Ah, freedom, Shabbat Chol Hamoed

Ah, freedom, Shabbat Chol Hamoed

There is a song that my friends and I used to listen to at camp. In fact, it was a sort of theme song as we gathered each summer to escape the pressures of school and parents alike. I no longer remember the name of the group who sang the song, but I do remember its refrain. The words were, “I’m free, to do what I want, any old time.”
That song always comes to mind as we read through the Hagada at our Passover seders. For this is the time of year to think about what it means to be free, especially when we recall the Exodus from Egypt and the so-called freedom it gave to our people.
“So-called freedom” because what the Israelites experienced upon leaving Egypt would hardly be called freedom in our world. For them, freedom meant the result of carrying out the promises God made to our people — HOTZETI — I will take you out from under the burdens of Egypt … HETZALTI — I shall rescue you from their solitude … GA’ALTI — I shall redeem you with an outstretched arm and with great judgments… and finally, LAKACHI — I shall take you to Me for a people … each Passover we are reminded of how God liberated our people from the bondage of Egypt.
It was freedom, to be sure; but different than our modern day associations with freedom. The commentators tell us that for the Israelites, freedom meant being rescued by God, being delivered from the burden of both their physical servitude and spiritual bondage. We can understand the nature of physical slavery. But what does it mean to be spiritually oppressed?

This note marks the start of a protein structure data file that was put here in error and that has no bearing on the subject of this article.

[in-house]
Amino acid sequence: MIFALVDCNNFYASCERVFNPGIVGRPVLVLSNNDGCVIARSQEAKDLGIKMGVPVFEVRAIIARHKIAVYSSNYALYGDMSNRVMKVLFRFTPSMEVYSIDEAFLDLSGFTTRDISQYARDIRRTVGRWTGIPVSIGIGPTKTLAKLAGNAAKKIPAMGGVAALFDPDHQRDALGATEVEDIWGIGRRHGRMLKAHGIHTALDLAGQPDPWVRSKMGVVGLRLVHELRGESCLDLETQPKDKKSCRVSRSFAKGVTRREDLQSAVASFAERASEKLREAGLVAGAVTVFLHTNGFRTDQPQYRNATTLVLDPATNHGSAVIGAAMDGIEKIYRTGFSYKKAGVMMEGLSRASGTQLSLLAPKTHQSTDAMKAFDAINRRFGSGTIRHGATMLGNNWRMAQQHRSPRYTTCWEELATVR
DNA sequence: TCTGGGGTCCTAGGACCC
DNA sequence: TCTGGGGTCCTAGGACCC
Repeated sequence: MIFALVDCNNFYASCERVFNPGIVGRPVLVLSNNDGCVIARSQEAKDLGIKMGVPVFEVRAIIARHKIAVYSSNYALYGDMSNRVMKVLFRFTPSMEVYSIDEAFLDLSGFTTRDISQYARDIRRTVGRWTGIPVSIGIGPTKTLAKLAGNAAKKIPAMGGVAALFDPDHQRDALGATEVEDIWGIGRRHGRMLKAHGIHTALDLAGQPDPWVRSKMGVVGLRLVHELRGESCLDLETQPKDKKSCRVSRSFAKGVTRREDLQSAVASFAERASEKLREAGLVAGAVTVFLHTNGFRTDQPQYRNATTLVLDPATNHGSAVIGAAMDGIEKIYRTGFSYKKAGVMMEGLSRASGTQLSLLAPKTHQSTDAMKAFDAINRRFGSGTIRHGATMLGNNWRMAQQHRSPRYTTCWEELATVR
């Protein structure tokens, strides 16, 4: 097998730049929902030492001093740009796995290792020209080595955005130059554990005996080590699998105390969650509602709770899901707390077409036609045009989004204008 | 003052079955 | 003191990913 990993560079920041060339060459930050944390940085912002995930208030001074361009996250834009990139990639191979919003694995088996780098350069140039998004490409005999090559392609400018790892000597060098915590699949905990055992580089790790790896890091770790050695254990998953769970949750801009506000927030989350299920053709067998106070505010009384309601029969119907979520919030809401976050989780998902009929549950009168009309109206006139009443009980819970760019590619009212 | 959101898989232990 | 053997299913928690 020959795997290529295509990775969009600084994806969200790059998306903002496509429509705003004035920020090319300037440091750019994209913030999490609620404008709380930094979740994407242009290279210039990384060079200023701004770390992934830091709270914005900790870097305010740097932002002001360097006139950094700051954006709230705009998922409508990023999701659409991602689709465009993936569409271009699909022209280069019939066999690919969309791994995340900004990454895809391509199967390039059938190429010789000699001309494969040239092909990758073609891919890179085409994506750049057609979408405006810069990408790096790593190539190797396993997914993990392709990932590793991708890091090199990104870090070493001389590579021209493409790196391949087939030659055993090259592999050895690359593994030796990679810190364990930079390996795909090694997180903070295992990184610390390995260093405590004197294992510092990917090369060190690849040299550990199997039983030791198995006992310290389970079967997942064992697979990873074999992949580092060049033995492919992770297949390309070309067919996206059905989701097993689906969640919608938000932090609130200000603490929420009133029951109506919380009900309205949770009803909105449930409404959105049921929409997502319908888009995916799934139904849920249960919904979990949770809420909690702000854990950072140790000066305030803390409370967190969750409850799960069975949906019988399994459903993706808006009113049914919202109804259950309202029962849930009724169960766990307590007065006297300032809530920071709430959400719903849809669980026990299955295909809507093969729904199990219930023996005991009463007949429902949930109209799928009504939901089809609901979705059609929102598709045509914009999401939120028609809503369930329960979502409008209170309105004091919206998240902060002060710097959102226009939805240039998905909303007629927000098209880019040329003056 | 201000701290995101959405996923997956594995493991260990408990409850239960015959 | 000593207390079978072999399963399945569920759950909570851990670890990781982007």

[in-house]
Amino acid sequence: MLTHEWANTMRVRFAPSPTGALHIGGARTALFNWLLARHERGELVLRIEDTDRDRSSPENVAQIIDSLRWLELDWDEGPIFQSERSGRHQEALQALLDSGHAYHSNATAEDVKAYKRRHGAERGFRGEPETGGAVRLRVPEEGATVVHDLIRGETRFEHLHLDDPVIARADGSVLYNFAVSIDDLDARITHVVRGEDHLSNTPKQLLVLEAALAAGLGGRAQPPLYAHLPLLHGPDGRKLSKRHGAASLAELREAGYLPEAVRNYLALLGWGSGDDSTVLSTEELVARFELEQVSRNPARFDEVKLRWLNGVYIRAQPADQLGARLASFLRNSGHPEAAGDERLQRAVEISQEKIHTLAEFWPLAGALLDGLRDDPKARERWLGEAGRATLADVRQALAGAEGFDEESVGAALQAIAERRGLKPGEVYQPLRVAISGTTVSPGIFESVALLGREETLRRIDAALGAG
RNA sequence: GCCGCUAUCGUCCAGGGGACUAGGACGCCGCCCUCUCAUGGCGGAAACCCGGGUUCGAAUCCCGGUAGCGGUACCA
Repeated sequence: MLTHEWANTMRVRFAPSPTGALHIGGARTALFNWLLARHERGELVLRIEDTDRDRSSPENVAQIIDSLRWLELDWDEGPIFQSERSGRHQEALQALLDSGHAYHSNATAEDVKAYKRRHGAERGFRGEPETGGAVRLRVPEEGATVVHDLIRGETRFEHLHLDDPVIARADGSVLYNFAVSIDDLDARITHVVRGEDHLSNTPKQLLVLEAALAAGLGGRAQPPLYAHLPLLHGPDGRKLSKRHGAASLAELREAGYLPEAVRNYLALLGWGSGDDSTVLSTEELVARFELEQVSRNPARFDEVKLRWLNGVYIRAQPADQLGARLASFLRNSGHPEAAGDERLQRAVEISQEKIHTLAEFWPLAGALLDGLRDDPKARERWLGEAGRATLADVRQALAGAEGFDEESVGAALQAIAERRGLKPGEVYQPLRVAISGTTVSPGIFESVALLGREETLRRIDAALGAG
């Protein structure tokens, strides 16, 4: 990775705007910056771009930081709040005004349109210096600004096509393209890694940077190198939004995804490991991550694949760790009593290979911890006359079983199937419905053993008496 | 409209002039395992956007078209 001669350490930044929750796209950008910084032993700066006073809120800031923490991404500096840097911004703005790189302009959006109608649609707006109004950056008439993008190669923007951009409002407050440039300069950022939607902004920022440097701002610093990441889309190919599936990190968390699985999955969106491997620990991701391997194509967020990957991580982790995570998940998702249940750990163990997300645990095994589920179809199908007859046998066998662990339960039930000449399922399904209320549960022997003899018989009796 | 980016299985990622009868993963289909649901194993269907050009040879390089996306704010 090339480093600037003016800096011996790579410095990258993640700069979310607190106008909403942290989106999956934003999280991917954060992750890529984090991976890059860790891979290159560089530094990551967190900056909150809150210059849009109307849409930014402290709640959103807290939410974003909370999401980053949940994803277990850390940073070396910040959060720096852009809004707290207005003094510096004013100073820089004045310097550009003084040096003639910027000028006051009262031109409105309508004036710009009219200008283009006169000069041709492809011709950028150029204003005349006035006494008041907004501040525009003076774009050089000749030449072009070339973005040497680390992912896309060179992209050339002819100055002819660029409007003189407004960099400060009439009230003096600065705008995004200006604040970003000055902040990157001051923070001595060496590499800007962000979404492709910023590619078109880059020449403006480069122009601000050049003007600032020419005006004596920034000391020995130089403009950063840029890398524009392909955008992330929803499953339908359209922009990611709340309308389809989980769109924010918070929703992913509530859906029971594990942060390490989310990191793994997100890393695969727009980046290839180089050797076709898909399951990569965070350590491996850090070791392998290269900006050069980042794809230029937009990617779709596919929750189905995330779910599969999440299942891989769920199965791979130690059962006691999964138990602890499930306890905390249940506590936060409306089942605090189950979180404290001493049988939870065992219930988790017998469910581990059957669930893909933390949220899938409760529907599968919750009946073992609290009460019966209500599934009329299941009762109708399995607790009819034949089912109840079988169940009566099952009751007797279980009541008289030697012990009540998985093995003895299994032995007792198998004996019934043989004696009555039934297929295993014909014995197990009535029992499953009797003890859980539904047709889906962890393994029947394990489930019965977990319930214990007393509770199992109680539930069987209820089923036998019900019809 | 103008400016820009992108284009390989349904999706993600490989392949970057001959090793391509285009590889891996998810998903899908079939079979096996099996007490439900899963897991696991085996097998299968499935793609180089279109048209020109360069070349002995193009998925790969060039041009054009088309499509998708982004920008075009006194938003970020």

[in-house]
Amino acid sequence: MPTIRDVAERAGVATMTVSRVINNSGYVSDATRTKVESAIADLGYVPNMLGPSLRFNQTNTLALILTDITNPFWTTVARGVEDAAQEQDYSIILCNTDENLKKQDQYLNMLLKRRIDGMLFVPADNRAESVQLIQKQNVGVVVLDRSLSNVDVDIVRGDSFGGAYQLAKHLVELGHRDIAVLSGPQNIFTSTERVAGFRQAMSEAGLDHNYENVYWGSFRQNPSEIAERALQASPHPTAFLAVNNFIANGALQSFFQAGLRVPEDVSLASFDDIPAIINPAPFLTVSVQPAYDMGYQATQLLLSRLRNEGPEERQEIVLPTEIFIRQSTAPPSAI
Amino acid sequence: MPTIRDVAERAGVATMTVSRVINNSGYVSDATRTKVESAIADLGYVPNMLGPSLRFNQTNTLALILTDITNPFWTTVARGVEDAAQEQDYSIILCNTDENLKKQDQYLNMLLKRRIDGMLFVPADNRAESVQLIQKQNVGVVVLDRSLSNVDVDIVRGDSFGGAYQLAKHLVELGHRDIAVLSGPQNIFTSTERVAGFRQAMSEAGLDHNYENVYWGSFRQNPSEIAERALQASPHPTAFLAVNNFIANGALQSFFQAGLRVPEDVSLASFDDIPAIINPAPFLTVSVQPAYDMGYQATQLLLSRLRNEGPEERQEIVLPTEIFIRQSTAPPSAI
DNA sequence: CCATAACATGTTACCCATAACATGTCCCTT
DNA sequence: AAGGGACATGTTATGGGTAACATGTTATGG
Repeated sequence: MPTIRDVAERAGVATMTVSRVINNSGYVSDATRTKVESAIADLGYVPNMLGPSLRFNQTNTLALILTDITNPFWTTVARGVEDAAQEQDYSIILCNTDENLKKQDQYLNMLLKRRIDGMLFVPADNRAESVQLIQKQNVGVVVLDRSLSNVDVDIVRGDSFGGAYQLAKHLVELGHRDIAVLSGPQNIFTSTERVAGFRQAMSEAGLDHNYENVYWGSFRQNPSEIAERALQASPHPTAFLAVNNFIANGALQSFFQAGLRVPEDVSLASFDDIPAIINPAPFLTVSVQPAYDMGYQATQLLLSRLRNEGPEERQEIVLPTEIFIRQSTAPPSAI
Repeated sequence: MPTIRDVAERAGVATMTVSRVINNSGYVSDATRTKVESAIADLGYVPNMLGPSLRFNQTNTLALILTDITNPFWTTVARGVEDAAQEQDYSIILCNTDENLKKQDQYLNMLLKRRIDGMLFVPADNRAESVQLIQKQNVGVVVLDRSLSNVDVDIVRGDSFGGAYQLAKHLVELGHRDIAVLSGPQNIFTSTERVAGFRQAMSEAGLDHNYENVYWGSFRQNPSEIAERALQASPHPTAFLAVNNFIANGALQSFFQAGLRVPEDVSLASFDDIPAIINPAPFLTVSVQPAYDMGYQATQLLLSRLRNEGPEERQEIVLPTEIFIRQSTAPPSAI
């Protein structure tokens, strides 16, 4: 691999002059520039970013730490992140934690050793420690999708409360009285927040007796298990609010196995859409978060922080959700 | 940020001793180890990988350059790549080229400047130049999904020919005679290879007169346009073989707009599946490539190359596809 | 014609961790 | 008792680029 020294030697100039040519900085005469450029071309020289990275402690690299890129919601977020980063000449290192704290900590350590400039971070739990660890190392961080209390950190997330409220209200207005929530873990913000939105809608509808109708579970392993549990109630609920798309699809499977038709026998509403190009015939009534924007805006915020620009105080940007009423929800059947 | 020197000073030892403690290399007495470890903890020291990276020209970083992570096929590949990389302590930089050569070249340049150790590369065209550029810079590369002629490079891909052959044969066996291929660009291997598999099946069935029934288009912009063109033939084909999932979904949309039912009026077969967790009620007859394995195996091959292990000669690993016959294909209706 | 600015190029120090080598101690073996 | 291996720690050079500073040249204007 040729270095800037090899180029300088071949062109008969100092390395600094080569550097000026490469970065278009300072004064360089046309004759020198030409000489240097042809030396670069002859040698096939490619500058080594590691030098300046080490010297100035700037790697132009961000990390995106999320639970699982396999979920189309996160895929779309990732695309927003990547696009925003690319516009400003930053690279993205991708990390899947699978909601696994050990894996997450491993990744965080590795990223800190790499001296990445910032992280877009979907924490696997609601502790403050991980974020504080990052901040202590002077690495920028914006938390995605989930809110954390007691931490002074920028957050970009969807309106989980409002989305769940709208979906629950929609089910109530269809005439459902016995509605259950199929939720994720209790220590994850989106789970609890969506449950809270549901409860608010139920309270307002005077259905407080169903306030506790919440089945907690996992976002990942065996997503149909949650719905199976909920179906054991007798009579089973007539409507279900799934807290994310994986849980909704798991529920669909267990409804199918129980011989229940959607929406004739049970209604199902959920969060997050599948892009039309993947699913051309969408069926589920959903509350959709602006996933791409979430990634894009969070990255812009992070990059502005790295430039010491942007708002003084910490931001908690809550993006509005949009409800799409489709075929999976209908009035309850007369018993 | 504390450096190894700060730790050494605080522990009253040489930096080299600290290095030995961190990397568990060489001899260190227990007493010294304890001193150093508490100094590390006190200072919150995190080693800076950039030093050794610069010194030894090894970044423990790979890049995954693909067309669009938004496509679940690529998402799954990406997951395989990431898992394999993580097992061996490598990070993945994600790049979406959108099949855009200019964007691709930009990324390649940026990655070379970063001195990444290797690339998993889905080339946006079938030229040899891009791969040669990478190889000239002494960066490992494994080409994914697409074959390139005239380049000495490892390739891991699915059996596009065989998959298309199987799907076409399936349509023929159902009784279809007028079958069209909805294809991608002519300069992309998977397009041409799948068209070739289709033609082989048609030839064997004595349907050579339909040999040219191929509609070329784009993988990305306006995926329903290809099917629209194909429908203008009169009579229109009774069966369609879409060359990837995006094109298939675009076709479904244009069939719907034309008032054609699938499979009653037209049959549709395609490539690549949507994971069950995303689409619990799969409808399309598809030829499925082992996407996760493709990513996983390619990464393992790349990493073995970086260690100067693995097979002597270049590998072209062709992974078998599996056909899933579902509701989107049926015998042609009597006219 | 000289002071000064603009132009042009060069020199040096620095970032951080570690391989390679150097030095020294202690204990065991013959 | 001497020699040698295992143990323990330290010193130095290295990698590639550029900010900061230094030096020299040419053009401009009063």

Our people were trapped in a slave mentality; they were unable to think of themselves in terms other than those laid out for them by their masters. They had difficulty seeing themselves as individuals. They had become used to being others’ property. They did not know how to live as free men and women, for as they wander through the desert, they beg Moses to allow them to return to their oppressors; the difficult life in Egypt looked good when compared with the uncertainty of what lay before them. Much to Moses’ chagrin, they began to idealize Egypt, seeing it as the Mecca we know it never truly was. Their spirits were broken; therefore, God needed not only to physically rescue the people, but to spiritually redeem them from Egypt as well.
Mitzrayim, the Hebrew word for Egypt, comes from the word “metzar” meaning “narrow” or “constricted.” Egypt was the ultimate place of constriction. It was a place that crushed the spirit. It seemed unlikely that anyone, let alone an entire nation, could leave there without God’s help.
It is this sentiment that has lead to an ever-changing definition of Egypt, of “Mitzrayim.” It is difficult to name today’s Mitzrayim; it has many manifestations. Prejudice, discrimination, bigotry, hunger, poverty and depression … each of us has a Mitzrayim — a place that at times feels narrow and constricting. Each of us has a place that brings our spirits down … It is from this place that we continually struggle to be freed.
Every Passover we read in the Hagada, “Each person is obligated to see him or herself as if he or she had actually come out of Egypt.” Each of us is obligated to find that same sense of relief at having left Mitzrayim behind us. This means both the Egypt of our ancestors and the Mitzrayim that we face today. Each of us receives the beckoning to leave our pressures, our own constrictions, our own Mitzrayim behind us. The message of Passover then, is that we can escape from the things that trap us in narrow places. We can find the freedom that we seek.
May it be possible for us during this week of Passover to help each other to be physically and spiritually free of Mitzrayim, whether it is the Egypt of old, or today’s pressures.

(This column is a service of the Greater Pittsburgh Rabbinic Association.)